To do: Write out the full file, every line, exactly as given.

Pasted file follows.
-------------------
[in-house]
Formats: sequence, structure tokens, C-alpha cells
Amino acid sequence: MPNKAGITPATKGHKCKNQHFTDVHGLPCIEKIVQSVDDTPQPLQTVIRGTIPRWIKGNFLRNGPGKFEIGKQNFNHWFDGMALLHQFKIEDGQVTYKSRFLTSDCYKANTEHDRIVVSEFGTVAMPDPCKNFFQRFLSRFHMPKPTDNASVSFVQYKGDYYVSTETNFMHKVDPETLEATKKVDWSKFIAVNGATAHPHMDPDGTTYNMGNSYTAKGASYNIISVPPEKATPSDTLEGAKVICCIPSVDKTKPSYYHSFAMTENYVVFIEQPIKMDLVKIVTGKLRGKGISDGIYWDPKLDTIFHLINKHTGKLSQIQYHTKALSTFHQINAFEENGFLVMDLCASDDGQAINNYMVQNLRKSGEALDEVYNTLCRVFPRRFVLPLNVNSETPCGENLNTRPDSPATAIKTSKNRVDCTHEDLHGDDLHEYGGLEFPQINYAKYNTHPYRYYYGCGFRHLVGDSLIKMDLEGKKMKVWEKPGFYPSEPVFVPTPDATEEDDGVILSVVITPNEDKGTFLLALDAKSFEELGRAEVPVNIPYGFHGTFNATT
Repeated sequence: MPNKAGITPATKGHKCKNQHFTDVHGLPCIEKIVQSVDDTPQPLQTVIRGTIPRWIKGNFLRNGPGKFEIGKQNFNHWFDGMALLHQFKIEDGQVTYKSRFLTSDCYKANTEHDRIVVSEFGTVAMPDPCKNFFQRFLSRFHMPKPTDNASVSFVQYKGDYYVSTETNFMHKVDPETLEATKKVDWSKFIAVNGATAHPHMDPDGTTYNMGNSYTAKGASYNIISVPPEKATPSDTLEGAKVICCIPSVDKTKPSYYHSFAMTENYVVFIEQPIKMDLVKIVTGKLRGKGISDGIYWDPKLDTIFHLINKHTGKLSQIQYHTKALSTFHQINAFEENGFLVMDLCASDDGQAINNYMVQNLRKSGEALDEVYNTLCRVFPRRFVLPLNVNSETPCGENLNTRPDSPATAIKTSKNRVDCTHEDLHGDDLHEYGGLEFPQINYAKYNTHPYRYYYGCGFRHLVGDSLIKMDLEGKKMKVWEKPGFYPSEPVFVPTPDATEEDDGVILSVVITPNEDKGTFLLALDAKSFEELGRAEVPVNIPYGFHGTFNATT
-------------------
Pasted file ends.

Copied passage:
[in-house]
Formats: sequence, structure tokens, C-alpha cells
Amino acid sequence: MPNKAGITPATKGHKCKNQHFTDVHGLPCIEKIVQSVDDTPQPLQTVIRGTIPRWIKGNFLRNGPGKFEIGKQNFNHWFDGMALLHQFKIEDGQVTYKSRFLTSDCYKANTEHDRIVVSEFGTVAMPDPCKNFFQRFLSRFHMPKPTDNASVSFVQYKGDYYVSTETNFMHKVDPETLEATKKVDWSKFIAVNGATAHPHMDPDGTTYNMGNSYTAKGASYNIISVPPEKATPSDTLEGAKVICCIPSVDKTKPSYYHSFAMTENYVVFIEQPIKMDLVKIVTGKLRGKGISDGIYWDPKLDTIFHLINKHTGKLSQIQYHTKALSTFHQINAFEENGFLVMDLCASDDGQAINNYMVQNLRKSGEALDEVYNTLCRVFPRRFVLPLNVNSETPCGENLNTRPDSPATAIKTSKNRVDCTHEDLHGDDLHEYGGLEFPQINYAKYNTHPYRYYYGCGFRHLVGDSLIKMDLEGKKMKVWEKPGFYPSEPVFVPTPDATEEDDGVILSVVITPNEDKGTFLLALDAKSFEELGRAEVPVNIPYGFHGTFNATT
Repeated sequence: MPNKAGITPATKGHKCKNQHFTDVHGLPCIEKIVQSVDDTPQPLQTVIRGTIPRWIKGNFLRNGPGKFEIGKQNFNHWFDGMALLHQFKIEDGQVTYKSRFLTSDCYKANTEHDRIVVSEFGTVAMPDPCKNFFQRFLSRFHMPKPTDNASVSFVQYKGDYYVSTETNFMHKVDPETLEATKKVDWSKFIAVNGATAHPHMDPDGTTYNMGNSYTAKGASYNIISVPPEKATPSDTLEGAKVICCIPSVDKTKPSYYHSFAMTENYVVFIEQPIKMDLVKIVTGKLRGKGISDGIYWDPKLDTIFHLINKHTGKLSQIQYHTKALSTFHQINAFEENGFLVMDLCASDDGQAINNYMVQNLRKSGEALDEVYNTLCRVFPRRFVLPLNVNSETPCGENLNTRPDSPATAIKTSKNRVDCTHEDLHGDDLHEYGGLEFPQINYAKYNTHPYRYYYGCGFRHLVGDSLIKMDLEGKKMKVWEKPGFYPSEPVFVPTPDATEEDDGVILSVVITPNEDKGTFLLALDAKSFEELGRAEVPVNIPYGFHGTFNATT